Everyday Use is a story of heritage, pride, and learning what kind of person you really are. The story examines how black Americans during the early 70's were confused about their identity as Americans and their African heritage. The story opens with the narrator which is Mama describing Dee and Maggie's childhood experiences and how different they always were from each other in rural Georgia. The reader learns that Dee was the type of child that got everything and had everything that she wanted, while Maggie was the complete opposite. The author uses many points that show us the difference between the two sisters.
Throughout the story Walker describes how Maggie's fashion sense is limited largely in part because she grew up in the rural area all her life, her sister being more beautiful and lighter than she was and the fact that she got burnt at a young age which probably caused some severe self esteem problems. Mama further explains Maggie's self esteem problem when she says "She has been like this chin on chest, eyes on ground, feet I shuttle, ever since the fire that burned the other house to the ground,"(Walker 1335). Maggie probably felt like she had to compete with her older sister all her life but because she just could not keep up with her. We see how highly she thought of her sister when Mama says "She thinks her sister has held life always in the palm of one hand," this show the reader how Maggie thought of her sister most of their lives (1334).
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Mama early on describes herself as a "large, big-boned woman with rough, man-working hands" (1334). She does not paint an attractive picture of herself but she however justifies herself by showing the reader that her life has given her experience over the years. Walker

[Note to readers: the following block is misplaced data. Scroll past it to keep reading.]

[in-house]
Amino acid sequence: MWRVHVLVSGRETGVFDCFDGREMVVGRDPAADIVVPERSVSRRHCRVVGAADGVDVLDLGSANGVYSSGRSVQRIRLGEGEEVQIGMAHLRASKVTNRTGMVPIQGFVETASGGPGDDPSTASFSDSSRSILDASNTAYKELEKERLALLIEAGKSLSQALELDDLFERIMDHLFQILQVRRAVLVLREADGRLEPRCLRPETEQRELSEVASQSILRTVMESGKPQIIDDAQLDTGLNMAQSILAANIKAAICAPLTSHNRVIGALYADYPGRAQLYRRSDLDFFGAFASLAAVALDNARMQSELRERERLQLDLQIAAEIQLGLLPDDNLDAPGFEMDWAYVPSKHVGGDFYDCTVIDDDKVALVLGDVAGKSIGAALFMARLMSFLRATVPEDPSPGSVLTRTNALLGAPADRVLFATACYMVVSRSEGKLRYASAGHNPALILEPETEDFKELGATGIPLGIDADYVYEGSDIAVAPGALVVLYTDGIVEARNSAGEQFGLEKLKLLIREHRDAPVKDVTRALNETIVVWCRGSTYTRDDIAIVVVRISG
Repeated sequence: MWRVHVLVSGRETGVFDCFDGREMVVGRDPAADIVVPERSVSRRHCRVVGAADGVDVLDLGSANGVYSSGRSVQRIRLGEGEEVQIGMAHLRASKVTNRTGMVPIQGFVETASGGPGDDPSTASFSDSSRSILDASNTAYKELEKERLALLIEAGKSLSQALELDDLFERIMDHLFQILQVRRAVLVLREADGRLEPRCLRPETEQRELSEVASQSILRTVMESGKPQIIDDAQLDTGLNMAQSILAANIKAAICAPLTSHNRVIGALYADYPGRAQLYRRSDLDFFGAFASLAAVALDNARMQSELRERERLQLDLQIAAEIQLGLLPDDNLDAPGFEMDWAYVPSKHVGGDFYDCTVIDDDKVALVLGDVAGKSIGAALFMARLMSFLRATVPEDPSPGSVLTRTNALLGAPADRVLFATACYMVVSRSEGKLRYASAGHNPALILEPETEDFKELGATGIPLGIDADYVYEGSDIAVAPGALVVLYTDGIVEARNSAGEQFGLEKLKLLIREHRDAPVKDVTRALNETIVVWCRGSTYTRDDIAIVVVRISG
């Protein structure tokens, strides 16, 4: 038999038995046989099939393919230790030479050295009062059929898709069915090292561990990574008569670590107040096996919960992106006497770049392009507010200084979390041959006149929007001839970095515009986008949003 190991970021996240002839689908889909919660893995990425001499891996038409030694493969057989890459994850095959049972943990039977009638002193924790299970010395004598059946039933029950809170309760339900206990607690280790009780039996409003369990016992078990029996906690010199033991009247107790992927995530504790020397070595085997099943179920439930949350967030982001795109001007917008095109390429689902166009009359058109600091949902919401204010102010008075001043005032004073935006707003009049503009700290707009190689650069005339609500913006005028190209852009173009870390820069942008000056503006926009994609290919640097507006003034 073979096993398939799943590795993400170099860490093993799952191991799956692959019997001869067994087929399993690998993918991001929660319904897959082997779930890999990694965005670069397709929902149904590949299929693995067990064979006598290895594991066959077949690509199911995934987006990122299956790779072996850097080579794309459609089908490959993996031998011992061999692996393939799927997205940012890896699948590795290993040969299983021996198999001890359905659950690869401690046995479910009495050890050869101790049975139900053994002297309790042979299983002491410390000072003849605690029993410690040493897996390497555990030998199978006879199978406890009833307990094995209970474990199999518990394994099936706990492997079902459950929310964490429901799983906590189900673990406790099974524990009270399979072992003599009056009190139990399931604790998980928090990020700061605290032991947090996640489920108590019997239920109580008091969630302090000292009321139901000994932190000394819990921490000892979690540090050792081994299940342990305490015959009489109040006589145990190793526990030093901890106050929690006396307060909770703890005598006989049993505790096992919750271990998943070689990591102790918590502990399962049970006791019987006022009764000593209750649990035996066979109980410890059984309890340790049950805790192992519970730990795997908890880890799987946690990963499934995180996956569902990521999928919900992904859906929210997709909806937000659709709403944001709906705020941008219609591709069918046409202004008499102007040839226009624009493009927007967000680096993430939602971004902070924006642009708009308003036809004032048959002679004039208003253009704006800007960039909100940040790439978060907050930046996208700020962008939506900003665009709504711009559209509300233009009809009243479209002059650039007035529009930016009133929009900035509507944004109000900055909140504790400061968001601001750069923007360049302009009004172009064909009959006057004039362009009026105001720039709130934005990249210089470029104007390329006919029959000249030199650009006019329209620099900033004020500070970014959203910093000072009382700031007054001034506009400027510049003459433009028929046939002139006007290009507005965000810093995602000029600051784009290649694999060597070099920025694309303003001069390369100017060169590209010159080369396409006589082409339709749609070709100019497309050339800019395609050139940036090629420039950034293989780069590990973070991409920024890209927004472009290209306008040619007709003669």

portrays Mama and Maggie's relationship as a very close and tight one which is an example of heritage that is being from one generation to another through the closeness they have. The learning and the experiences that mother and daughter share symbolize the connection between generations and the heritage that passed between them. Mama's relationship with her oldest daughter Dee however is not the same since Dee had left for college, even though she wishes they were still close. She talks early on about how "Sometimes I dream a dream in which Dee and I suddenly brought together on a TV program of some sort," this is obviously a mother's wishful thinking about how she dreams about the two of them being reunited (1334). Dee is introduced in the story as someone who always had her sights on the bigger things in life. Dee was always determined to go to college and she showed this early in her life by antagonizing her mother and sister with readings and knowledge they did not need. However she is very self-centered, and has chosen to distance herself from her family because she feels like she is better than them. We first see her negativity towards her family when she writes to her mother saying "No matter where we 'choose' to live, she will manage to come see us. But she will never bring her friends (1336). This shows the reader how Dee is obviously now ashamed of her family and where she comes from.